Degree: PhD, 2008, University of Alabama – Birmingham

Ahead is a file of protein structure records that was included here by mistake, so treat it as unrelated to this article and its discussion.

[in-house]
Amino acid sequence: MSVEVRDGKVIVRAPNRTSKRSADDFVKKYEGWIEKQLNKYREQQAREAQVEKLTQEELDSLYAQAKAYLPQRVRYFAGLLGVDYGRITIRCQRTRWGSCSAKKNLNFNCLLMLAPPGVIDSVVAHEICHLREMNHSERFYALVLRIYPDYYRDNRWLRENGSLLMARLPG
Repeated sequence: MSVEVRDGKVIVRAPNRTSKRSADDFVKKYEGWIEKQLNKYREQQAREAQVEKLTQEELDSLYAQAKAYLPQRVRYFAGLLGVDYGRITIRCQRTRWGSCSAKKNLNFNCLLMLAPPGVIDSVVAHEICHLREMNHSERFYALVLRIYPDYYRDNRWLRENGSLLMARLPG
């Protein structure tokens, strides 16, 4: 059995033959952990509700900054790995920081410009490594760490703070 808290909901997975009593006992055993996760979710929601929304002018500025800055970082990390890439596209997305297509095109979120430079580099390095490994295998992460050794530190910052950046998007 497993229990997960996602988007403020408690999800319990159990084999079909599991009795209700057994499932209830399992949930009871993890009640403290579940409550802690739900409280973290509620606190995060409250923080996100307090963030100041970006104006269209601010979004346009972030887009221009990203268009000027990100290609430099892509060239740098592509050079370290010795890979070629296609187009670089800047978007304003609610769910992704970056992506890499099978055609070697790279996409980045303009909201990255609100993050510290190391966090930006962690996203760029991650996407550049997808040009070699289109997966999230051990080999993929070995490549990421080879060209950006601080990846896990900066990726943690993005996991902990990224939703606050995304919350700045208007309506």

The G protein-coupled receptor, G2A, is expressed by multiple cell-types involved in atherosclerosis and is activated by structurally related lysophospholipids generated during low-density lipoprotein (LDL) oxidation and cholesterol esterification on circulating high-density lipoprotein (HDL) particles. In vitro studies have demonstrated that G2A mediates multiple biological responses relevant to atherosclerosis, including macrophage chemotaxis and apoptosis. To determine the role of these G2Amediated effects in atherosclerosis, we generated hypercholesterolemic G2A deficient (G2A-/-) and G2A sufficient (G2A+/+) LDL receptor knockout (LDLR-/-) mice, a commonly used hypercholesterolemic model of atherogenesis. Although G2A deficiency resulted in slight reductions in lesional macrophage apoptosis at the aortic root without affecting lesion size during early stages of atherogenesis, the major impact of G2A deletion throughout the entire aorta at early and later stages of atherogenesis was a robust reduction in lesion size. Although consistent with the loss of G2A chemotactic function, suppression of atherosclerosis in G2A-/-LDLR-/- mice was associated with increased circulating numbers of apolipoprotein E (apoE)-containing HDL particles. The ability of G2A inactivation to raise HDL in hypercholesterolemic LDLR-/- mice was dependent on apoE expression. In addition, G2A deletion failed to raise HDL levels in apoE knockout (apoE-/-) mice and consequently did not suppress atherosclerosis, irrespective of gender or the type of diet intervention. Hepatocytes, the primary cell-type responsible for HDL biogenesis, were found to express G2A and hepatocytes from hypercholesterolemic G2A-/-LDLR-/- mice secreted significantly more apoE-containing HDL particles compared to those from their G2A+/+LDLR-/- counterparts. This occurred in the absence of any significant alterations in the expression of genes encoding apoE and other key regulators of HDL metabolism. Collectively, these studies demonstrate that G2Amediated chemotaxis does not play a role in vivo during atherogenesis and establish a novel apoE-dependent mechanism mediated by G2A to control HDL biogenesis that is required for the pro-atherogenic action of G2A.